image

Technology

Huawei, ZTE customers in the US contemplate life without them

Small network operators in the United States are bracing themselves for bad news, as the White House considers restricting the ability of the two Chinese firms to sell products in the US because of national security concerns

PUBLISHED : Thursday, 03 May, 2018, 2:53pm
UPDATED : Thursday, 03 May, 2018, 3:49pm

As the United States government mulls further restrictions on the activities of Chinese telecommunications equipment makers Huawei Technologies and ZTE Corp, many small carriers dependent on these suppliers for low-cost gear have found themselves in limbo.

Companies that bought network equipment as well as smartphones from the two Chinese firms may experience disruptions – some may have to rip out existing infrastructure, while others could confront shortages of cheap handsets they sell in their stores, potentially turning away some price-sensitive customers.

The US carriers are bracing themselves as more bad news for the Chinese suppliers trickles in: The White House is mulling restricting their ability to sell telecoms equipment in the US based on national security concerns, The Wall Street Journal reported.

The Pentagon is also restricting sales of those equipment suppliers’ smartphones and modems on military bases, and may consider a departmentwide advisory regarding purchases of their devices. The Federal Communications Commission is considering sanctions.

In April, the Department of Commerce prohibited ZTE from exporting anything out of the US – which means that the company cannot access chips to make its smartphones for sale in the US market, said John Marick, chief executive at mobile network operator Consumer Cellular.

“Literally every company in the US that sells ZTE devices, they are all scrambling to fill this void,” Marick said.

Huawei is in better shape to withstand US pressure, thanks to industry’s largest research budget

In the fourth quarter of last year, ZTE accounted for 10 per cent of North American smartphone shipments, according to researcher Counterpoint.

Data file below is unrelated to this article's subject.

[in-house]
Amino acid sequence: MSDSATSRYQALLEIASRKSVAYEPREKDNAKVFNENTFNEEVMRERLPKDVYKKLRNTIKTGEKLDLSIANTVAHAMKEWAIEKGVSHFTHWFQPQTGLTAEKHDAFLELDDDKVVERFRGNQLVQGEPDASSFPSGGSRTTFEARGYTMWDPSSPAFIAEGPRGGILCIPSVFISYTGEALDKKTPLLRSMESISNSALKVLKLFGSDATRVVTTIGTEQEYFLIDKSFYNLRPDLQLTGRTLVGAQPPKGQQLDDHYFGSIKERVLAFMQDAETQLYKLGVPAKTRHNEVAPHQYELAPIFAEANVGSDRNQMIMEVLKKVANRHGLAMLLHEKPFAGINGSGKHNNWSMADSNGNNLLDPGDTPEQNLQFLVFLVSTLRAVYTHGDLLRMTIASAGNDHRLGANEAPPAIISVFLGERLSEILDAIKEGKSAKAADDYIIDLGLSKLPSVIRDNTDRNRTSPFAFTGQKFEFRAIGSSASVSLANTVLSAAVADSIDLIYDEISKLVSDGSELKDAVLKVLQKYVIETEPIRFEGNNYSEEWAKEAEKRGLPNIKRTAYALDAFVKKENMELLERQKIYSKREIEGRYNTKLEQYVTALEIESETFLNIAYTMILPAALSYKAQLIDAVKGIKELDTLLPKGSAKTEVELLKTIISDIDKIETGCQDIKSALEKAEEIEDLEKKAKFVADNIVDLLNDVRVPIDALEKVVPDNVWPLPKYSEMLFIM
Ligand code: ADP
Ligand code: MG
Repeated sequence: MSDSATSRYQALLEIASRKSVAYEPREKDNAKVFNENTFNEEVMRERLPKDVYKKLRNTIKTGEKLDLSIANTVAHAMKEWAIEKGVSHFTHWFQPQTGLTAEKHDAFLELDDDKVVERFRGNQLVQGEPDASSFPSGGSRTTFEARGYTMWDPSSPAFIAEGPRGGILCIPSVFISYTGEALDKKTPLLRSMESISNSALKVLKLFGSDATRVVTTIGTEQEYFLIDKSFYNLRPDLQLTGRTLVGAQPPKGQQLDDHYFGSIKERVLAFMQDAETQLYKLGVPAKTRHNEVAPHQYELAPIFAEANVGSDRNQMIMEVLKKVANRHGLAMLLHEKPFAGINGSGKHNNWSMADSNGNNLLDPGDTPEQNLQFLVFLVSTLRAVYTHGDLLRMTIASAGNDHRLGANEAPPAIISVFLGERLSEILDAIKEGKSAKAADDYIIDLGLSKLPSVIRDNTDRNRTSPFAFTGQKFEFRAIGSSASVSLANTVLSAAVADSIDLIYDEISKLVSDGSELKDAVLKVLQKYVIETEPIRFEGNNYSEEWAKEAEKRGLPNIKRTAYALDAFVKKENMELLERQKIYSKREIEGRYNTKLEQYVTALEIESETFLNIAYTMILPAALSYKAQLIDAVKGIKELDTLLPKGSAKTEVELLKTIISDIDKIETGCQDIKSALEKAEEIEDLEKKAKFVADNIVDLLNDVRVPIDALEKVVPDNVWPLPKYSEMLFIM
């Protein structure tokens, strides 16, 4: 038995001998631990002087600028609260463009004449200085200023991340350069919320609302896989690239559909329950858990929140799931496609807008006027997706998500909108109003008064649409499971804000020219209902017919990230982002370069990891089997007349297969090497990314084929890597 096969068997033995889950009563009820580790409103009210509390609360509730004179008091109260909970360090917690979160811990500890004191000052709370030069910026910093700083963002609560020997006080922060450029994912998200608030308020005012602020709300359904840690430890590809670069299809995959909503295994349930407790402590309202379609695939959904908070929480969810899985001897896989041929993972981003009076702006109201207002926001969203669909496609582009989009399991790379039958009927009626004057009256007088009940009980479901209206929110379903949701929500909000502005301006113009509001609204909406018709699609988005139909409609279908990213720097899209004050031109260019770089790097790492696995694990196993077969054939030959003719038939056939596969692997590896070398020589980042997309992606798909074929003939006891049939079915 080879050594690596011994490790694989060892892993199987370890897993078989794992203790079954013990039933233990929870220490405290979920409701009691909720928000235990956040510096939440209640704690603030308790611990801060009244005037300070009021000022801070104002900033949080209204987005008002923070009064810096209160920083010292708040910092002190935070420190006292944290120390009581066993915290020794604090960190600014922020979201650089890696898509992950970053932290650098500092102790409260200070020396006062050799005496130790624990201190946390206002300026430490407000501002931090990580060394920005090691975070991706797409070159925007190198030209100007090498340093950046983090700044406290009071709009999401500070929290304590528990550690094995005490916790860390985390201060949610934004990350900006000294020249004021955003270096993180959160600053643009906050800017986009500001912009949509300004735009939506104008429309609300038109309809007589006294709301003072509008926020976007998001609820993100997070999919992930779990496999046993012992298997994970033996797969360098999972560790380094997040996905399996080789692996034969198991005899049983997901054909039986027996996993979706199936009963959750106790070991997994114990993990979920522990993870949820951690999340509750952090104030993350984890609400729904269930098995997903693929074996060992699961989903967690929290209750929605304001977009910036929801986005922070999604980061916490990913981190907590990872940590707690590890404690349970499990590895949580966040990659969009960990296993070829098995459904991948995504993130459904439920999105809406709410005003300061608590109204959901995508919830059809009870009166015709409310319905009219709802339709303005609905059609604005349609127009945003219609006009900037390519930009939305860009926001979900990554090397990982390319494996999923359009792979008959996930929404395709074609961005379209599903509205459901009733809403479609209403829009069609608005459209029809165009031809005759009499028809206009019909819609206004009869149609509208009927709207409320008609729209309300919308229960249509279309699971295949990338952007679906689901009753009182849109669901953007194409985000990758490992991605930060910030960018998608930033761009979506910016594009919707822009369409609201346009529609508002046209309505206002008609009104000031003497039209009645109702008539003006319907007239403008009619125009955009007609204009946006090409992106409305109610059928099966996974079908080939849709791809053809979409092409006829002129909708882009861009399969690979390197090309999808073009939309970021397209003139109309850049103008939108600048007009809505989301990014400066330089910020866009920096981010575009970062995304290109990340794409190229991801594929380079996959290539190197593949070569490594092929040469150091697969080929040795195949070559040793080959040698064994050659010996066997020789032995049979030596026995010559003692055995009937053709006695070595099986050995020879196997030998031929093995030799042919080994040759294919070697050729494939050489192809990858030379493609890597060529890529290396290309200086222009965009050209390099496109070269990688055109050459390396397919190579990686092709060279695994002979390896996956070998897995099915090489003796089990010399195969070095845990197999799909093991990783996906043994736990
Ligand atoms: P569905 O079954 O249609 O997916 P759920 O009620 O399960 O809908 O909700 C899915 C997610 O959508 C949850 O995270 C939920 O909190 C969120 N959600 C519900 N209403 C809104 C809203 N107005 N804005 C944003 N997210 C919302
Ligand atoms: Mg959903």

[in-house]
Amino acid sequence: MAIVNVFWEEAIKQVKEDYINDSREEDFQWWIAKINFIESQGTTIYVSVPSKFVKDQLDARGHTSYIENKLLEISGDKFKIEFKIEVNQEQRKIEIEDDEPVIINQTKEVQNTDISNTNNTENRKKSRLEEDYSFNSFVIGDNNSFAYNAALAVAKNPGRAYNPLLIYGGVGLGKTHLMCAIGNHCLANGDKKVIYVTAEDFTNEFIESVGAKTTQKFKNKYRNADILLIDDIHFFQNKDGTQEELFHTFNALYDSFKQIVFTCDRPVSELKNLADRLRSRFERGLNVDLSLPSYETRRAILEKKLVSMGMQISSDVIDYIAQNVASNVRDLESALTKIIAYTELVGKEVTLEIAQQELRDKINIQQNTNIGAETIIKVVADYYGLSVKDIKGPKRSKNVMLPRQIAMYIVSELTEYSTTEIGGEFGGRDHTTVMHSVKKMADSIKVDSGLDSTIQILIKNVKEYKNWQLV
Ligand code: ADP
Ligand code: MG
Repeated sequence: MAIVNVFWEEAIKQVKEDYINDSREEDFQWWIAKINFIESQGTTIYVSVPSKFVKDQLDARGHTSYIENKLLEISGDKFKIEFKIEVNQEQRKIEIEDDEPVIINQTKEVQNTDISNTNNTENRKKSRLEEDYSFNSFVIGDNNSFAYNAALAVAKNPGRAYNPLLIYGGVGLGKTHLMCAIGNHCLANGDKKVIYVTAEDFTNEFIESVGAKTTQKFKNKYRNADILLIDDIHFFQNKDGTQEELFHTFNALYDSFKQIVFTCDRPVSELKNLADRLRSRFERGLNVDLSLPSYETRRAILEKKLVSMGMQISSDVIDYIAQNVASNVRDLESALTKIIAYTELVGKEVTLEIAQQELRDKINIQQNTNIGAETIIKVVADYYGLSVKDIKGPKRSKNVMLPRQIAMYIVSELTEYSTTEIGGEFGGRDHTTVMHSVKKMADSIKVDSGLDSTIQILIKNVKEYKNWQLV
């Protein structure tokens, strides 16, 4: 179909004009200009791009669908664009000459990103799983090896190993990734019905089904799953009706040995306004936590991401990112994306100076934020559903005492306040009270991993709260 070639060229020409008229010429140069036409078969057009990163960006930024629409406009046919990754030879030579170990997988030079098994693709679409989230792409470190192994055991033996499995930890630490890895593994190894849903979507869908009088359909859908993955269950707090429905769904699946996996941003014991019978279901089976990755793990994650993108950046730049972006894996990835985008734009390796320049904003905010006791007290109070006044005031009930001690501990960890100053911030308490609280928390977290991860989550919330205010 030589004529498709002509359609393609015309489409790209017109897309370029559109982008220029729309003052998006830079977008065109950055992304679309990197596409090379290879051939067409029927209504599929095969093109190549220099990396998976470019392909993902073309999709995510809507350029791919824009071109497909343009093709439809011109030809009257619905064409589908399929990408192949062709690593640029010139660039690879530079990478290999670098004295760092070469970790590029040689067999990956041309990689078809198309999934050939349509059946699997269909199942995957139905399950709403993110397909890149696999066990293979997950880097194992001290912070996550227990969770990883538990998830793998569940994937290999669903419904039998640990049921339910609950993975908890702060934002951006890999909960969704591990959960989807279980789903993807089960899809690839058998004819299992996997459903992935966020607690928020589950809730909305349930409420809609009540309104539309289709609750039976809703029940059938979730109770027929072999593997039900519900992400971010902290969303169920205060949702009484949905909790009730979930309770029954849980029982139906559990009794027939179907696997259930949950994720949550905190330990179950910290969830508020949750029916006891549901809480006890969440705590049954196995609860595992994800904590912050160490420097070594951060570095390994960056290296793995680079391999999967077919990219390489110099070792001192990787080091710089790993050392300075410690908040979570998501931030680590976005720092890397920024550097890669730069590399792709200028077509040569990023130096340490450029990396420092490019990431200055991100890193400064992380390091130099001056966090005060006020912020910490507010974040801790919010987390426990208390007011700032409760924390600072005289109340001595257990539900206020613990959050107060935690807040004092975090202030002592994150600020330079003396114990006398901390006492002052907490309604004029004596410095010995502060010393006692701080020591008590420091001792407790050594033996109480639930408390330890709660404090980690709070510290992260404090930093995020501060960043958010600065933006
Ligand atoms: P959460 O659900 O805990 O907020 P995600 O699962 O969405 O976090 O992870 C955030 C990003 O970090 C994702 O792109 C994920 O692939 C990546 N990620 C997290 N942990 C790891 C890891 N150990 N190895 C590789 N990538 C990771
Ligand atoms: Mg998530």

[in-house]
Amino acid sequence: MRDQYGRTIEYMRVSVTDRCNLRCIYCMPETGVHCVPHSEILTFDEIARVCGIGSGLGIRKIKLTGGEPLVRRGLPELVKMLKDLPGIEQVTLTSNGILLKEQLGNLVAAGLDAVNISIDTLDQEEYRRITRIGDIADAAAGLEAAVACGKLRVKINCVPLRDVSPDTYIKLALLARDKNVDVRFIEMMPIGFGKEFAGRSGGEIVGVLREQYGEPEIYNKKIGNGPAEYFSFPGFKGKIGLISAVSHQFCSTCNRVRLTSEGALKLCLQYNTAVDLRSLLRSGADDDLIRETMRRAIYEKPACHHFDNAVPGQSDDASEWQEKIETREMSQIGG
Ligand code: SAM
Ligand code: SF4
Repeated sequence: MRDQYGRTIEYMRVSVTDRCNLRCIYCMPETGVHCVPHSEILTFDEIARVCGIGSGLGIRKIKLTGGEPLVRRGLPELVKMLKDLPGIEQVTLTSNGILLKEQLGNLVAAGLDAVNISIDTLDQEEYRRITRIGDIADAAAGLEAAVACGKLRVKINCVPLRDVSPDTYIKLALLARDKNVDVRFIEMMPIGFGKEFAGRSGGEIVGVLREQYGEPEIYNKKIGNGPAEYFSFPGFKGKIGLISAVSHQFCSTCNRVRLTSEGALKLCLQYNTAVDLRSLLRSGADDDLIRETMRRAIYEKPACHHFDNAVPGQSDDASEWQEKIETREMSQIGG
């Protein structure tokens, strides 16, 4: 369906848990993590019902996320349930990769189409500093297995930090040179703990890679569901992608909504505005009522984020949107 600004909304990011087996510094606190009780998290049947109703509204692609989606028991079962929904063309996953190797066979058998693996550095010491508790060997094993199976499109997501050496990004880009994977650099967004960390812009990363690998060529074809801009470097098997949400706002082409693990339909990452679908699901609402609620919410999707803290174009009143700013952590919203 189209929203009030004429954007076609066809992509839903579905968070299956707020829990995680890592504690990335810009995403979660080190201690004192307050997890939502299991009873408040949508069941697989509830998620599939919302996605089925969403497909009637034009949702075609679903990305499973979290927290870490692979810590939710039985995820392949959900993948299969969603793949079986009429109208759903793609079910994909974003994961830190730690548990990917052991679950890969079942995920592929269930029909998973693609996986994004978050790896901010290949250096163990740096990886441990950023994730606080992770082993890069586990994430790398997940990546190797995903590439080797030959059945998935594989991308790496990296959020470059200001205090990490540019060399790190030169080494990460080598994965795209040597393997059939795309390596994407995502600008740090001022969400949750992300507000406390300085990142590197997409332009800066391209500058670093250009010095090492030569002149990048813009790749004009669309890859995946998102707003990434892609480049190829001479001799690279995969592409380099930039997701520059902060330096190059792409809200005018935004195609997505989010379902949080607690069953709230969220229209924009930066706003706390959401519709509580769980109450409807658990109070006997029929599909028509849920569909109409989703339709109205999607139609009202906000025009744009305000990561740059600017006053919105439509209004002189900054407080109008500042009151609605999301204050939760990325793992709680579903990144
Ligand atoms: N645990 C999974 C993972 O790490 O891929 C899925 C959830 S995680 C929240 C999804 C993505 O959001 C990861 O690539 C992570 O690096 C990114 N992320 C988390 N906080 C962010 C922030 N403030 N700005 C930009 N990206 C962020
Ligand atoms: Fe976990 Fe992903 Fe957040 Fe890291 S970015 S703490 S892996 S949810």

Huawei is a smaller US supplier of smartphones, but was the third-largest seller worldwide in the fourth quarter, according to Gartner.

Representatives for Verizon Communications and Sprint Corp declined to comment. AT&T and T-Mobile did not immediately respond to inquiries.

Verizon and AT&T both dropped plans in January to carry Huawei’s flagship smartphone amid renewed concerns by lawmakers that China-made gear could present security issues.

Marick said he is talking with other suppliers, such as Nokia’s Alcatel and Lenovo Group’s Motorola, but may have a gap of several months when he does not have the low-cost device options his customers are used to.

Consumer Cellular currently sells a US$60 ZTE smartphone; once the supply runs out, its lowest-priced mobile phone will cost US$100, he said.

Marick said he is talking with other suppliers, such as Nokia’s Alcatel and Lenovo Group’s Motorola, but may have a gap of several months when he does not have the low-cost device options his customers are used to.

Consumer Cellular currently sells a US$60 ZTE smartphone; once the supply runs out, its lowest-priced mobile phone will cost US$100, he said.

“A lot of our customers choose us for affordability, and that’s what ZTE was filling out in our line-up,” Marick said.

ZTE may be too big to fail, as it remains the thin end of the wedge in China’s global tech ambition

Another carrier, LHTC Broadband, is also in a bind because it is about 75 per cent finished installing Huawei’s gear to provide video and high-speed internet on its network.

“Obviously we are concerned,” said LHTC chief executive Jim Kail. “It creates uncertainty, to say the least. Now we are 75 per cent done with this particular project, it’s very difficult to just stop and change direction. We are hoping we don’t have to start ripping things out.”

Huawei and ZTE’s products make up less than 1 per cent each of the US mobile and fixed telecoms equipment markets, according to Dell’Oro Group.

If unable to continue working with Huawei, Kail said he may work instead with its existing suppliers, Calix and Adtran.

Literally every company in the US that sells ZTE devices, they are all scrambling to fill this void
John Marick, chief executive at Consumer Cellular

Eastern Oregon Telecom, meanwhile, is unsure which vendors it would be allowed to deal with, company chief executive Joe Franell said.

If all work with Huawei is prohibited, “we’d have to rework some portions of the network and that would be costly, so I wouldn’t have as much money to expand into rural markets”, Franell said. “That would be a lose for rural America.”

“The Ciscos and the Junipers of the world, they are more expensive,” he said.

US telecoms gear suppliers Cisco Systems and Juniper Networks compete against Huawei and ZTE.

business-article-page